Poaching is one of several possible explanations given by biologists for why hundreds of collared wolves have gone missing since reintroduction. State and federal agencies throughout the region work together each year to compile a list of monitored wolves that have simply vanished. At last count, that list contained the radio collar frequencies of some 240 wolves. While a bulk of those have been missing so long that the batteries on their collars are likely dead, almost 80 could still be transmitting somewhere. In addition to poaching, biologists cite long-range dispersal and faulty batteries as potential reasons why those wolves are gone. Such disappearances have become less of a concern as the wolf population—and, subsequently, the number of collars in the wild—has increased. But a missing wolf can still create gaps in the data crucial to understanding and managing the species.

click to enlarge PHOTO COURTESY OF US FISH AND WILDLIFE SERVICE
  • photo courtesy of US Fish and Wildlife Service

By ground and by air, wildlife managers like Bradley continue to search those missing frequencies, hoping to pick up the beep that will put one more wolf back on the radar.

"Some of those have to be beeping somewhere out there in the world," says Kent Laudon with FWP's Region 1. "That's what drives me. I know they're out there."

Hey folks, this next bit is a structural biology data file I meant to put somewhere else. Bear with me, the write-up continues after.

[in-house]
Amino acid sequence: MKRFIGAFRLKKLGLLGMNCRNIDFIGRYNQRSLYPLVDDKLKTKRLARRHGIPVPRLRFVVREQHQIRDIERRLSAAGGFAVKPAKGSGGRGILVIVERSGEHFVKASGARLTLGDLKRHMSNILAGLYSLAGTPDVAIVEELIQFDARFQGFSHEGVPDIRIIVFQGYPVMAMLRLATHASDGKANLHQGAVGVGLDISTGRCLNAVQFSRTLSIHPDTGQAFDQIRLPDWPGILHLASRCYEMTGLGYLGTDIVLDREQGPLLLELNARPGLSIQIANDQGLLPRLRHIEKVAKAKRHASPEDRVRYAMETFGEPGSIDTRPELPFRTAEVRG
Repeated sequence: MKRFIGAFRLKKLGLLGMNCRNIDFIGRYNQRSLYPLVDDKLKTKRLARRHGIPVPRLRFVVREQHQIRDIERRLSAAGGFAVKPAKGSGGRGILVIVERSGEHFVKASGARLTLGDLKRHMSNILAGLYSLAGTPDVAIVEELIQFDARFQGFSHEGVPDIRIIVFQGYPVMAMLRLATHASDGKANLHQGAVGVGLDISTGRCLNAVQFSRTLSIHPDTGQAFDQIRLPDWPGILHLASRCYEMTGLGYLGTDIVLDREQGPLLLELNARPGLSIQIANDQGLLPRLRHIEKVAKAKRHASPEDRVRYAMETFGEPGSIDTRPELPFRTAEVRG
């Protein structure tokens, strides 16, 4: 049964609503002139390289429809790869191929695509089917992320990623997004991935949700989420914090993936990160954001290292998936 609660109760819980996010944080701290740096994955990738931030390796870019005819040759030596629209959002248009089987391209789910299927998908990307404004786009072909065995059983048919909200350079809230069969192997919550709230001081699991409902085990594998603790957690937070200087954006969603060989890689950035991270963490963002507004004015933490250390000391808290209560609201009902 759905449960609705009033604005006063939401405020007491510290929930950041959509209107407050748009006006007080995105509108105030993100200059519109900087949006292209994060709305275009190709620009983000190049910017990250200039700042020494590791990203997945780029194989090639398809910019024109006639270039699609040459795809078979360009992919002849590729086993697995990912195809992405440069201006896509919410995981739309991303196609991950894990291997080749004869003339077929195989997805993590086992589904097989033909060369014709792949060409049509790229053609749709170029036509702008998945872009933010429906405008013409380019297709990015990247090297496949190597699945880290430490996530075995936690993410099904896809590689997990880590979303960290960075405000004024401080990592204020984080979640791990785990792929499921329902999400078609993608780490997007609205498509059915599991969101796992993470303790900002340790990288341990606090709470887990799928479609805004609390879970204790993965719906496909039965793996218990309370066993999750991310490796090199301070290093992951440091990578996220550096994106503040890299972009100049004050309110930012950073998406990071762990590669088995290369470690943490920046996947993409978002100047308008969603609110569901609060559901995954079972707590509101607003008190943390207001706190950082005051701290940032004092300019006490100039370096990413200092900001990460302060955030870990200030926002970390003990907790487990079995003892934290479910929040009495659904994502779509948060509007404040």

Doug Smith can't stress enough the importance of radio collars in the wolf world. From reintroduction to delisting to the first state-managed hunting seasons on wolves, the species has become increasingly politicized, pitting ranchers and outfitters against conservationists and wildlife advocates. Some people love the animal and some people hate it, Smith says. Without the biological data collected through collaring and monitoring, what we know about wolves would become "unhinged," subject more to the wildly differing opinions held by those on both sides. The problem is no one understands "the real wolf," Smith continues, and that understanding is key to finding a fact-based middle ground.

"Collars root you in reality," says Smith, who started in wolf biology in 1979 and now serves as the wolf project leader and senior biologist at Yellowstone National Park. "They give you the basics. This is what wolves really do."

Smith has personally darted more than 300 wolves from the air during his lengthy research career; the number of wolves he's collared and tracked is closer to 500. He was among the team of biologists that first released 31 Canadian-born gray wolves in Yellowstone in January 1995 and 1996, and since then he's seen individuals and the species as a whole do the unthinkable. There were no state managers back then, he says, so if a wolf left the park, "I had to go after it." And leave the park they did, mostly on brief jaunts just across the boundary, but in some cases much farther, requiring Smith to fly over Jackson, Dubois, Dillon and nearly to Helena.